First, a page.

Wednesday, September 25, 2013

Thoughts on Oliphint's Christianity and the Role of Philosophy

Christianity and the Role of PhilosophyChristianity and the Role of Philosophy by K Scott Oliphint
My rating: 5 of 5 stars

K. Scott Oliphint gives the reader a brief tour of philosphy as it relates to the Christian.  He lays out the basics of philsopy's big three:metaphysics, epistemology, and ethics.  He shows how, despite some possible disagreement, there is no true consensus on answers to the questions posed by the big 3.  Oliphint uses an analogy of road map vs GPS and argues that philosophy is akin to a road map.  The user of philosophy is not sure where one begins and finds it hard to figure out how to get to where you're going or seek to go.(He uses it better than I am)

"Philosophy, by and large, in its quest for and love of wisdom, has tied itself to the first way above(that of road map as opposed to GPS), it has sought to discover the answer to its big three questions by looking around its limited surroundings, using whatever maps may be available at the time, and moving inexorably toward some destination."

This has led the pursuit of philosophy to show "little to no progress" in answering the questions it seeks to answer, at least in any definitive way.

Christianity also seeks to answer these big questions.  "What is the nature of ultimate reality?"(metaphysics) and "How do I know that?"(epistemology) are both questions that Christianity seeks to answer.  But, the difference for the Christian is that the Christian has a "view from above", a "GPS" that orients the Christian to where they are and gives direction from there.  This "GPS" is the revelation of God.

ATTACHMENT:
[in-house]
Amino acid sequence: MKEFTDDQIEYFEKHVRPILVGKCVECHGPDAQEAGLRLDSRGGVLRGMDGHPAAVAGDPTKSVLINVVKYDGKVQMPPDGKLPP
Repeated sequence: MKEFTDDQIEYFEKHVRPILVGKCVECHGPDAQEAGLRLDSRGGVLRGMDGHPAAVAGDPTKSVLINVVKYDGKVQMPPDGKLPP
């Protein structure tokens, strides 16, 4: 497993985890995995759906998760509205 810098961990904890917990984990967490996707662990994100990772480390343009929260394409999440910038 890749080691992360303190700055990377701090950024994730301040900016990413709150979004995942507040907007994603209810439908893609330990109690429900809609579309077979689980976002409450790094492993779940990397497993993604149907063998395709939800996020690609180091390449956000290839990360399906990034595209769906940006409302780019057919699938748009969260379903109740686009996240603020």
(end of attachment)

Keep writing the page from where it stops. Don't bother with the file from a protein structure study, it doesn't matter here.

Oliphint then outlines possible ways that philosophy and theology interact and settles on the fact that theology governs philosophy and then goes on to defend this position by looking at the principia of both theology and philosophy.  Oliphint argues that since "reason does not have the perogative to act independently of what God has determined" and that God is "the principium essendi of all disciplines, since it is from God alone that any and every discipline derives anything and everything that it is and has."  Or, a "simpler way to put this is that God is the Creator and Sustainer of all things."  So, being said, philosophy is subservient to theology.

For a short book this is quite detailed.  It is fun.  Oliphint is clear and engaging, as always.  This book has a nice glossary and some great questions to guide the reader's study.  This is well worth the cost, both time and money.

I received a review copy of this book from the publisher through

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